Accommodations

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If your child has an Individualized Education Plan (IEP)  or 504 Plan, your child is eligible to receive accommodations in the classroom to help with the learning process.  Accommodations are defined as techniques and support systems that help students work around limitations resulting from a disability. Accommodations can help students to access the general education curriculum and are provided by the teacher.  Note that an accommodation does not mean changing the curriculum; it may mean changing instructional methods and materials, changing assignments and assessments, changing time demands and scheduling, or changing the learning environment.

(Cited from BrightFeats.com) Here are possible accommodations if your child has difficulty with reading comprehension:
  • Provide student with list of important vocabulary before reading the text
  • Have student read the summary of the text first
  • Have student read the review questions first and then look for answers
  • Provide student with a study guide of the text
  • Use multi-sensory activities to help student understand abstract information
  • Allow student to use sticky notes/highlighter tape/erasable highlighter to mark important information in the text
  • Ask student to paraphrase information in their own words and discuss what is unclear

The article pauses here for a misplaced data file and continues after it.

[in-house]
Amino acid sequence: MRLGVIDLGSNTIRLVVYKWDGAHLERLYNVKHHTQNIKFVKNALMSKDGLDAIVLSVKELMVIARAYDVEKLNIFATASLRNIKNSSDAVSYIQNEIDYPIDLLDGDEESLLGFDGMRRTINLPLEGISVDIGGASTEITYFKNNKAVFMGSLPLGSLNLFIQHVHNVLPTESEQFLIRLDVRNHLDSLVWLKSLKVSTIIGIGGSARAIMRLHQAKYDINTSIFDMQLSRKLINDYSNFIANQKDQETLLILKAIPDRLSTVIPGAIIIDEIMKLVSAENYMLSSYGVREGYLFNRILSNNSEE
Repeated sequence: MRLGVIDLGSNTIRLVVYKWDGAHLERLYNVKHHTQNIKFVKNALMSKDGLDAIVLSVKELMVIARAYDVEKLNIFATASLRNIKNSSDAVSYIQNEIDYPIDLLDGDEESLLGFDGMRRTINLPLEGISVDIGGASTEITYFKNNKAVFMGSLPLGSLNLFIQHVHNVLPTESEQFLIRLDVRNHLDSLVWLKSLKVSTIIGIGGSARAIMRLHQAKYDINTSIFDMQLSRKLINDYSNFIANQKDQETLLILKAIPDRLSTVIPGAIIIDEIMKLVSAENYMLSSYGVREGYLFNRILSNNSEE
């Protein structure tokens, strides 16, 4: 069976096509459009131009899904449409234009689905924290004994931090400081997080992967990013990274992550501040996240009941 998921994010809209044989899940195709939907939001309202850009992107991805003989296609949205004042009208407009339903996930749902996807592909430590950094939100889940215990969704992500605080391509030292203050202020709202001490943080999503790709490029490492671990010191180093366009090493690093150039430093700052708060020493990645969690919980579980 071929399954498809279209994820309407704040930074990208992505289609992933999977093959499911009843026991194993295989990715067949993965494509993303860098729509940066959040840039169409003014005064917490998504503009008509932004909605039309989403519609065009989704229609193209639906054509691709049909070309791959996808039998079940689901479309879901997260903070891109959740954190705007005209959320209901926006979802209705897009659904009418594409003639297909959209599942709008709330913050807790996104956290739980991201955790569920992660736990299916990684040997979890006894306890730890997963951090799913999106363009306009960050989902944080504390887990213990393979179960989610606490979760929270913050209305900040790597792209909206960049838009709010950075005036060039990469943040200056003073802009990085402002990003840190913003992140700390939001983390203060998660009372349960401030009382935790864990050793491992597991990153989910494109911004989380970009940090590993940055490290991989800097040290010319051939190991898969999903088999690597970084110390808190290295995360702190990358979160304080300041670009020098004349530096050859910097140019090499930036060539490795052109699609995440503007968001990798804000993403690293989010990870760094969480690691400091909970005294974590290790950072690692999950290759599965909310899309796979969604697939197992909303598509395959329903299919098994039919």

Possible accommodations if your child has difficulty decoding and reading the text:
  • Provide student with an audio version of the text. Use books on tape/CD or have another student or assistant record the text.
  • Use computer software to transfer printed text into speech.
  • Provide a reading “buddy” to read aloud text
  • Read written directions/key points aloud before beginning
  • Allow student to input unknown words into an electronic spelling dictionary with voice output
Here are additional accommodations you may choose to implement in your classroom with students with learning disabilities in reading comprehension:
  • Create a student-developed file of vocabulary words and the use of word webs and visual organizers to relate words and ideas heard or read on paper
  • A dictionary or thesaurus, suited to the child’s learning level, is also an excellent tool for building vocabulary, spelling and reading comprehension
References: Accommodations, Assisting Students with Disabilities; FL Dept of Education, Bureau of Exceptional Education and Student Services, 2003.